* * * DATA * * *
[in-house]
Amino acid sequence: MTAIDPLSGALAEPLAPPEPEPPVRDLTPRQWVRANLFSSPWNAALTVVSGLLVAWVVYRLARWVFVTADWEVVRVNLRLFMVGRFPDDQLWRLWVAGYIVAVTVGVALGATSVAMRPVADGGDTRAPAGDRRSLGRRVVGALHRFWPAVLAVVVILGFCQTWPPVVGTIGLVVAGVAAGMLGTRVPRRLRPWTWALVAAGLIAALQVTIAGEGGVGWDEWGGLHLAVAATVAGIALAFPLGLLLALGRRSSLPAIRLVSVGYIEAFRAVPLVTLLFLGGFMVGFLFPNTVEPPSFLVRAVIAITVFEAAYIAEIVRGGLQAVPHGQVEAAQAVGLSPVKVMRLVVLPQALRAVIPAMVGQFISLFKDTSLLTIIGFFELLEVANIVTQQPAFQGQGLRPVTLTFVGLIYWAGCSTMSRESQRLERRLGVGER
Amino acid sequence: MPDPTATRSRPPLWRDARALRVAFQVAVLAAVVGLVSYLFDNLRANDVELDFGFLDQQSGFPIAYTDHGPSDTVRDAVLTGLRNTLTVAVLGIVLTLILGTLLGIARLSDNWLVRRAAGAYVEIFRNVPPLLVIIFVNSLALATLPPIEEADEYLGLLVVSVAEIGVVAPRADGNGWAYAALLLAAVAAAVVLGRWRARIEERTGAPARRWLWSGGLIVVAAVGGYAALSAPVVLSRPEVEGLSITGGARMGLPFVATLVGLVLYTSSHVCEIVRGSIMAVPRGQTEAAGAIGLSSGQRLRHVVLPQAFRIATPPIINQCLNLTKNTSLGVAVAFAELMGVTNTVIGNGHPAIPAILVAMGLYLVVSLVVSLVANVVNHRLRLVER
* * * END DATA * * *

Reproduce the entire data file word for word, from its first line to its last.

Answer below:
[in-house]
Amino acid sequence: MTAIDPLSGALAEPLAPPEPEPPVRDLTPRQWVRANLFSSPWNAALTVVSGLLVAWVVYRLARWVFVTADWEVVRVNLRLFMVGRFPDDQLWRLWVAGYIVAVTVGVALGATSVAMRPVADGGDTRAPAGDRRSLGRRVVGALHRFWPAVLAVVVILGFCQTWPPVVGTIGLVVAGVAAGMLGTRVPRRLRPWTWALVAAGLIAALQVTIAGEGGVGWDEWGGLHLAVAATVAGIALAFPLGLLLALGRRSSLPAIRLVSVGYIEAFRAVPLVTLLFLGGFMVGFLFPNTVEPPSFLVRAVIAITVFEAAYIAEIVRGGLQAVPHGQVEAAQAVGLSPVKVMRLVVLPQALRAVIPAMVGQFISLFKDTSLLTIIGFFELLEVANIVTQQPAFQGQGLRPVTLTFVGLIYWAGCSTMSRESQRLERRLGVGER
Amino acid sequence: MPDPTATRSRPPLWRDARALRVAFQVAVLAAVVGLVSYLFDNLRANDVELDFGFLDQQSGFPIAYTDHGPSDTVRDAVLTGLRNTLTVAVLGIVLTLILGTLLGIARLSDNWLVRRAAGAYVEIFRNVPPLLVIIFVNSLALATLPPIEEADEYLGLLVVSVAEIGVVAPRADGNGWAYAALLLAAVAAAVVLGRWRARIEERTGAPARRWLWSGGLIVVAAVGGYAALSAPVVLSRPEVEGLSITGGARMGLPFVATLVGLVLYTSSHVCEIVRGSIMAVPRGQTEAAGAIGLSSGQRLRHVVLPQAFRIATPPIINQCLNLTKNTSLGVAVAFAELMGVTNTVIGNGHPAIPAILVAMGLYLVVSLVVSLVANVVNHRLRLVER